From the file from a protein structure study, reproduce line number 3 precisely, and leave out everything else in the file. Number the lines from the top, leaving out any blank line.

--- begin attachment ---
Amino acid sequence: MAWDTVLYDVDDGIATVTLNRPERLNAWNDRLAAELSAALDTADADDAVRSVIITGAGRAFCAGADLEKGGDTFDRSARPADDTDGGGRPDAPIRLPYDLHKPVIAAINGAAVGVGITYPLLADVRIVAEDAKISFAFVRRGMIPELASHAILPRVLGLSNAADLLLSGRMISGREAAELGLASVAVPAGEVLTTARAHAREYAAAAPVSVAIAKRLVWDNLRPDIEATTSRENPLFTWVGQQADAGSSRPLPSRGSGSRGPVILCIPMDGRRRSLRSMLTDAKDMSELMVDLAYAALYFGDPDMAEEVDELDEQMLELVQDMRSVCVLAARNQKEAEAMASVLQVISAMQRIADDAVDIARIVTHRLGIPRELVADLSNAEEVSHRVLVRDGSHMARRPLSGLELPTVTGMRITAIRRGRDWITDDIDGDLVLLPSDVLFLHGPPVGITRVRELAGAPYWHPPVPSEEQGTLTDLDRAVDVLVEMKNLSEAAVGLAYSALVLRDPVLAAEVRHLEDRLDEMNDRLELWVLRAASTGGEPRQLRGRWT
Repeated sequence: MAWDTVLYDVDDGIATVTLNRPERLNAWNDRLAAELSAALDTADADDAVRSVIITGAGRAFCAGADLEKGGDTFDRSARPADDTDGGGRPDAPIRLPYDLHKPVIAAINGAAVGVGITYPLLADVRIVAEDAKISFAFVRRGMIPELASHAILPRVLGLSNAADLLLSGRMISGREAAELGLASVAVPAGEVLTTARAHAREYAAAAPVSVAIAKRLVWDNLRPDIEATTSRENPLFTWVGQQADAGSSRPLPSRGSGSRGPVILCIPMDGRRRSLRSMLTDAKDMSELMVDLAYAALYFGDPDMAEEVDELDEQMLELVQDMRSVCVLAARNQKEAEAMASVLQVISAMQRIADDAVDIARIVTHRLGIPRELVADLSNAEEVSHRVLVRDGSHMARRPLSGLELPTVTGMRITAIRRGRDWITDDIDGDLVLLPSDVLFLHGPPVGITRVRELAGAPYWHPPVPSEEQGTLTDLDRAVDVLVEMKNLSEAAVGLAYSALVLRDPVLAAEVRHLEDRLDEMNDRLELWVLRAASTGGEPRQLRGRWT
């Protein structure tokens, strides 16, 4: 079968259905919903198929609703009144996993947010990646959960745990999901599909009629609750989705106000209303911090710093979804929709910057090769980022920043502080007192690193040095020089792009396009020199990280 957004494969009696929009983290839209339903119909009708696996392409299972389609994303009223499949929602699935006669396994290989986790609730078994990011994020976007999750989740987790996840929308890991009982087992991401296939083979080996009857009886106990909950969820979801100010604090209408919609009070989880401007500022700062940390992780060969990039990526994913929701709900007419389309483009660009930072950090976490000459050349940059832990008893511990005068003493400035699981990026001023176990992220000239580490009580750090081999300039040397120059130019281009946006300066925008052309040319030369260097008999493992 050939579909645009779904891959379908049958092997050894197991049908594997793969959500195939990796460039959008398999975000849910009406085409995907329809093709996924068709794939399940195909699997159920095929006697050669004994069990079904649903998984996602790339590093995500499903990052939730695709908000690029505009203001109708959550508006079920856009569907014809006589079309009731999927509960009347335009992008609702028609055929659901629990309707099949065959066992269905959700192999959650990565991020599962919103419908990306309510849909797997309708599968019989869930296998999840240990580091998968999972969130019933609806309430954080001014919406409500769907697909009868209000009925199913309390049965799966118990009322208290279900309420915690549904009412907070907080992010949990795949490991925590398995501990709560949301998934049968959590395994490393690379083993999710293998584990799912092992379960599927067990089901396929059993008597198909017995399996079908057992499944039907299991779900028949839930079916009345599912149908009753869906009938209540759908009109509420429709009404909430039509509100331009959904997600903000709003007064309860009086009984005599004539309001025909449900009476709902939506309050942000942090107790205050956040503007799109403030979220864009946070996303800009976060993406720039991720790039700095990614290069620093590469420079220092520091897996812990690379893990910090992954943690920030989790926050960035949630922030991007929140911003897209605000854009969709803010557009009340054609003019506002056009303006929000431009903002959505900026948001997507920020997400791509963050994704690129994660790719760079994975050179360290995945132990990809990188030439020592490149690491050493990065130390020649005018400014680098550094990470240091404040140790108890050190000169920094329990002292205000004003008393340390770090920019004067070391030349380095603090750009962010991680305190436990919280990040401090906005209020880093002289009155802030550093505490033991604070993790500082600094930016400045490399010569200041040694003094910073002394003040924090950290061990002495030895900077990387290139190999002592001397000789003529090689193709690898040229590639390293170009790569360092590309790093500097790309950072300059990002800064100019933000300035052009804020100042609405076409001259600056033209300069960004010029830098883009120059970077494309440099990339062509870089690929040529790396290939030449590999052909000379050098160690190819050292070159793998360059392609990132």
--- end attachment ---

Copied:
């Protein structure tokens, strides 16, 4: 079968259905919903198929609703009144996993947010990646959960745990999901599909009629609750989705106000209303911090710093979804929709910057090769980022920043502080007192690193040095020089792009396009020199990280 957004494969009696929009983290839209339903119909009708696996392409299972389609994303009223499949929602699935006669396994290989986790609730078994990011994020976007999750989740987790996840929308890991009982087992991401296939083979080996009857009886106990909950969820979801100010604090209408919609009070989880401007500022700062940390992780060969990039990526994913929701709900007419389309483009660009930072950090976490000459050349940059832990008893511990005068003493400035699981990026001023176990992220000239580490009580750090081999300039040397120059130019281009946006300066925008052309040319030369260097008999493992 050939579909645009779904891959379908049958092997050894197991049908594997793969959500195939990796460039959008398999975000849910009406085409995907329809093709996924068709794939399940195909699997159920095929006697050669004994069990079904649903998984996602790339590093995500499903990052939730695709908000690029505009203001109708959550508006079920856009569907014809006589079309009731999927509960009347335009992008609702028609055929659901629990309707099949065959066992269905959700192999959650990565991020599962919103419908990306309510849909797997309708599968019989869930296998999840240990580091998968999972969130019933609806309430954080001014919406409500769907697909009868209000009925199913309390049965799966118990009322208290279900309420915690549904009412907070907080992010949990795949490991925590398995501990709560949301998934049968959590395994490393690379083993999710293998584990799912092992379960599927067990089901396929059993008597198909017995399996079908057992499944039907299991779900028949839930079916009345599912149908009753869906009938209540759908009109509420429709009404909430039509509100331009959904997600903000709003007064309860009086009984005599004539309001025909449900009476709902939506309050942000942090107790205050956040503007799109403030979220864009946070996303800009976060993406720039991720790039700095990614290069620093590469420079220092520091897996812990690379893990910090992954943690920030989790926050960035949630922030991007929140911003897209605000854009969709803010557009009340054609003019506002056009303006929000431009903002959505900026948001997507920020997400791509963050994704690129994660790719760079994975050179360290995945132990990809990188030439020592490149690491050493990065130390020649005018400014680098550094990470240091404040140790108890050190000169920094329990002292205000004003008393340390770090920019004067070391030349380095603090750009962010991680305190436990919280990040401090906005209020880093002289009155802030550093505490033991604070993790500082600094930016400045490399010569200041040694003094910073002394003040924090950290061990002495030895900077990387290139190999002592001397000789003529090689193709690898040229590639390293170009790569360092590309790093500097790309950072300059990002800064100019933000300035052009804020100042609405076409001259600056033209300069960004010029830098883009120059970077494309440099990339062509870089690929040529790396290939030449590999052909000379050098160690190819050292070159793998360059392609990132």